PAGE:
In response to global climate change, Italy and Switzerland are considering a revision of their common border.
Historically, borders are determined in one of three ways. The first is by an international commission that examines economic, ethnic, defense, and transportation concerns and attempts to gerrymander suitable borders between states. This civilized process would, at first glance, appear to have great potential for creating satisfying and peaceful borders. Instead, you often end up with borders that have all of the flaws of any decision made by committee and that leave everyone unhappy. A good example of the failure of this method is the set of borders imposed on Central and Balkan Europe after WWI. As soon as everyone had a chance to catch their breath from the first Great War, the launched a second one to escape their unjust boundaries.*
The second, and more ancient, form of border creation is for one country to invade another, beat them into submission, and tell them where the new border will be. Despite the clear injustice of it, this method has been surprisingly effective in creating lasting borders. After WWII, the Balkan states ended up with roughly the same borders that they had before the war (the only significant exception being the Romania / Bulgaria border). Those borders have remained peaceful ever since.**
The third, and oldest, type of border is created when two people agree to stay on their respective sides of some natural feature of the land. This kind of border making predates states. The most common forms of this type of border are water shaped: rivers and drainage divides. While this kind of border works well for small bands of people, it is not especially well suited for larger groups of people in modern states. In many cases, the groups of people who live in the mountains have more in common with the people across the ridge than they do with the people in the valley and the valley people have more in common with the folks across the river than they do with the folks uphill. Also, the features of the landscape are not as permanent as we would like to think. Rivers in flood have a bad habit of jumping their banks and carving new channels, sometimes kilometers away from the old channels. Mountain ridges have their own problems.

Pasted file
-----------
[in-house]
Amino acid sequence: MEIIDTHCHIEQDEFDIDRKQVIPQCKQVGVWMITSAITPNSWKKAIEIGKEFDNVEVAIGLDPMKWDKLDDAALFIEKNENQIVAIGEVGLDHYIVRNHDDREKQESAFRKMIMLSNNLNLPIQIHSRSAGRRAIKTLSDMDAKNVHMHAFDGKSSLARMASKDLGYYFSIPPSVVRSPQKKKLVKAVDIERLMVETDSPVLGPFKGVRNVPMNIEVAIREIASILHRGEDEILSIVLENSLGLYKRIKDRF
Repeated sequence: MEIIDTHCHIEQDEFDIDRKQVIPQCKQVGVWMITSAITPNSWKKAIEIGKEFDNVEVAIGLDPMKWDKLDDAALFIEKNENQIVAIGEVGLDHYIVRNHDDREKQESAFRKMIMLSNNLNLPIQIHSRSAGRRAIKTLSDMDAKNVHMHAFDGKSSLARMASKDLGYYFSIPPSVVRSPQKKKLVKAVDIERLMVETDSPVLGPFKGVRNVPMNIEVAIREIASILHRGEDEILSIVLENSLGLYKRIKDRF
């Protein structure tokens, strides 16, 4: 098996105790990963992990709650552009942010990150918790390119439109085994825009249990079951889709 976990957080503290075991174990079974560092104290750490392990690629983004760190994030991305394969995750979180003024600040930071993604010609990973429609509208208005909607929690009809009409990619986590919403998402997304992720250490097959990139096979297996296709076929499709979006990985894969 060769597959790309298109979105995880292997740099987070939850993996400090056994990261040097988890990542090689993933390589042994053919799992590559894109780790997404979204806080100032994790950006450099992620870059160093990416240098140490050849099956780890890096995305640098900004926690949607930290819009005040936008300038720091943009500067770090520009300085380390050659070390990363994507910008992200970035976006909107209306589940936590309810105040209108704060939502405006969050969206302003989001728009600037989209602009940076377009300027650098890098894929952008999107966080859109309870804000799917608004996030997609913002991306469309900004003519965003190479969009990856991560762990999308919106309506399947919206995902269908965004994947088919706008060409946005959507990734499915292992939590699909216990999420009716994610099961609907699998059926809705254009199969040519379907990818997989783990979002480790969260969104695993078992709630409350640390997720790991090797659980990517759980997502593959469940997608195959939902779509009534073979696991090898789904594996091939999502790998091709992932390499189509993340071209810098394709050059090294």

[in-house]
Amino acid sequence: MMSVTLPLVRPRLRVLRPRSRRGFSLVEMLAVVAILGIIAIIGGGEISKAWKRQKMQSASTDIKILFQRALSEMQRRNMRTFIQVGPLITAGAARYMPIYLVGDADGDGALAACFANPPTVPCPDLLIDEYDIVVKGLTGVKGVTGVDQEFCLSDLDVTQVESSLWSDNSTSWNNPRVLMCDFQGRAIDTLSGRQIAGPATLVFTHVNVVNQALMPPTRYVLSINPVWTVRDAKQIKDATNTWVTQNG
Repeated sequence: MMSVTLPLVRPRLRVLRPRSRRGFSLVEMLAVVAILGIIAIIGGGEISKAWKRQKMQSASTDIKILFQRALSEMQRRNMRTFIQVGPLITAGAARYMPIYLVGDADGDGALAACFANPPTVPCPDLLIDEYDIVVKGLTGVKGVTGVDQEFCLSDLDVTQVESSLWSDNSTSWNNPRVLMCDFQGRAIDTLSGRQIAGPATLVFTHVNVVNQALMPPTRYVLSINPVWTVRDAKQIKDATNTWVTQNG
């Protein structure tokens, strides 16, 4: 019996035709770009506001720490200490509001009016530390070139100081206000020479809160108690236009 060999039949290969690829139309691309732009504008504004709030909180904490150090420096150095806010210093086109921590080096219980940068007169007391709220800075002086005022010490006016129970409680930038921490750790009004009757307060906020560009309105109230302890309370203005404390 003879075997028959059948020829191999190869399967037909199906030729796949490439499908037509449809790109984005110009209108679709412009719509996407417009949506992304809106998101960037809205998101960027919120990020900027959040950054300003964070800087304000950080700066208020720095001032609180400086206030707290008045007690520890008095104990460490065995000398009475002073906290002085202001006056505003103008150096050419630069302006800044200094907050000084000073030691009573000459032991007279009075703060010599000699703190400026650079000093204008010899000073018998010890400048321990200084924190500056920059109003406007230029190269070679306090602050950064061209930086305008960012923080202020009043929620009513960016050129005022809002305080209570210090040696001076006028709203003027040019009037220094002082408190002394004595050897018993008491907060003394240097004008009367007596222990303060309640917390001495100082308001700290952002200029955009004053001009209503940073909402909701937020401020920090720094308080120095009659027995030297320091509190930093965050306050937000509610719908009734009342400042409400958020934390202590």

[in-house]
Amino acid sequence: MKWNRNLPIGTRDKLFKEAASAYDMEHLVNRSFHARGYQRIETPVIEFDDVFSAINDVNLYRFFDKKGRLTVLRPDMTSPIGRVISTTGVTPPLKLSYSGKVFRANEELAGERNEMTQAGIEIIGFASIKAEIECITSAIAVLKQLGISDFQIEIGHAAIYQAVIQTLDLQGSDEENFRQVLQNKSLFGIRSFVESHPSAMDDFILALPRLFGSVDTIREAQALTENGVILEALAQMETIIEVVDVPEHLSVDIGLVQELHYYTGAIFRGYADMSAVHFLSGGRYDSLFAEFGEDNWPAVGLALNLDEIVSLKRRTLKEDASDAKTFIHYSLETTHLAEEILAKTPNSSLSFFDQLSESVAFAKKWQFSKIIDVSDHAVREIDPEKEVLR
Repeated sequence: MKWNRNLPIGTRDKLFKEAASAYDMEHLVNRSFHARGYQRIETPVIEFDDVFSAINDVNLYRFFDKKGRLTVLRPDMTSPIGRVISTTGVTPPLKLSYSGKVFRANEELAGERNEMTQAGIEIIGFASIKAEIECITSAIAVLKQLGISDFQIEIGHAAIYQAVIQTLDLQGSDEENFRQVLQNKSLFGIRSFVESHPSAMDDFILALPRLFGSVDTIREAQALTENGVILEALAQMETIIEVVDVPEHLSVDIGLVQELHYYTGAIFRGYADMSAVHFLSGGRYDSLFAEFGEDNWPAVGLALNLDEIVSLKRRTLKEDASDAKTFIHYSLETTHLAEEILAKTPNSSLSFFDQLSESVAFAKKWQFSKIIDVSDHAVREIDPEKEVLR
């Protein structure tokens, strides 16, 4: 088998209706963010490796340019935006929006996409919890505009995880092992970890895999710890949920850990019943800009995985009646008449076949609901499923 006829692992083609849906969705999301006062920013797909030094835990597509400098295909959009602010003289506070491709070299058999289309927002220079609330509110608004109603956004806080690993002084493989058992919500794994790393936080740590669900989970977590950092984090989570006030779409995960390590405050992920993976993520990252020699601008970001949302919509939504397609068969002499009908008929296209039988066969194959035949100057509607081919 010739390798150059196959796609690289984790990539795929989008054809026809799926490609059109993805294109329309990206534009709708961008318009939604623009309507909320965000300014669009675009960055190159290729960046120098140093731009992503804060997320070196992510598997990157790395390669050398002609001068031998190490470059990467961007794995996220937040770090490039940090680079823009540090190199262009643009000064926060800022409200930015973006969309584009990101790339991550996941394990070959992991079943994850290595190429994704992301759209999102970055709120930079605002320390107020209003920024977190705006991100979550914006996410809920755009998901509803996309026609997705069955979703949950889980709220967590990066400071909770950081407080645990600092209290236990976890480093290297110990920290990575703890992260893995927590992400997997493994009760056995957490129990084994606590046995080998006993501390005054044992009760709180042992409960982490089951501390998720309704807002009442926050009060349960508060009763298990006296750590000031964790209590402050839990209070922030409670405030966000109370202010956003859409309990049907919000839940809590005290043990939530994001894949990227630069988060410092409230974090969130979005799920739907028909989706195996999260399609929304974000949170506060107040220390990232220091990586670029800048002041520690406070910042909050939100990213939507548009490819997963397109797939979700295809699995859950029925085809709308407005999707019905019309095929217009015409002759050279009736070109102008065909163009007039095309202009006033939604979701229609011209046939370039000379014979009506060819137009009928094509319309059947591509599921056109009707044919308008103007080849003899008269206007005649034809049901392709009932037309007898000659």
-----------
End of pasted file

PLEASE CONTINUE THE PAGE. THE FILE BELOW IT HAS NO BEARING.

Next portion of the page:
Most of the border between Italy and Switzerland follows ridges. Where the rock shows, there has been no problem marking and maintaining the border. Where the ridges are buried by glaciers, the borders have followed the main dome of the glacier. Now, with the glaciers changing shape and perhaps disappearing all together, the border is moving. Switzerland has no problem sending a few surveyors to move the border markers a few hundred meters this way or that, but Italy needs to pass a new law for every adjustment. They expect to have the law ready for signing in a few weeks. The Italians have also approached Austria and France to do the same along their borders.
As long as no homes or businesses are involved, it might not be obvious why countries should be in such a rush to determine the ownership of a few square kilometers of uninhabited ice and rock. In part, the rush is caused by the obsessive desire of all governments to know exactly what they do and do not have control over at any given moment. It's just part of their nature. In a slightly more human time scale (days, weeks, that sort of thing), the big deal is over what the melting ice might reveal. You never know when the ice might surrender a neolithic hunter or two.
What surprises me about this story is how smoothly it's going. All the major Italian political parties recognized that this was something that needed to be done and did it. The party in power even asked the opposition to write the actual bill. If such a thing came up in the United States today, the paranoid, conspiracy buffs who make up most of the Republican base would be howling that the whole issue was a plot by our non-citizen president to undermine American sovereignty. They would tell each other that this was just the first step leading to blue-helmeted Canadian troops, swarming out of their secret bases in the national parks, seizing our guns, turning our children into homosexuals, and herding all right thinking patriots into reeducation camps where they will be turned into Soylent Green.
* Committee borders often fail to meet their own stated objectives of rationality. When the commissioners lack any knowledge of the region under consideration, they either make wild guesses about what might be there or draw big straight lines. Most of the borders in Africa were made this way.
** The Wars of Yugoslav Succession don't count. The borders in question there were not international borders; they were internal boundaries designed by commission. In 1993, I had a chance to talk to the head of the commission that drew the boundary between Croatia and Serbia in the Voivodinia. Lacking good examples to guide them-- this was the Balkans after all--they had to make it up as they went along.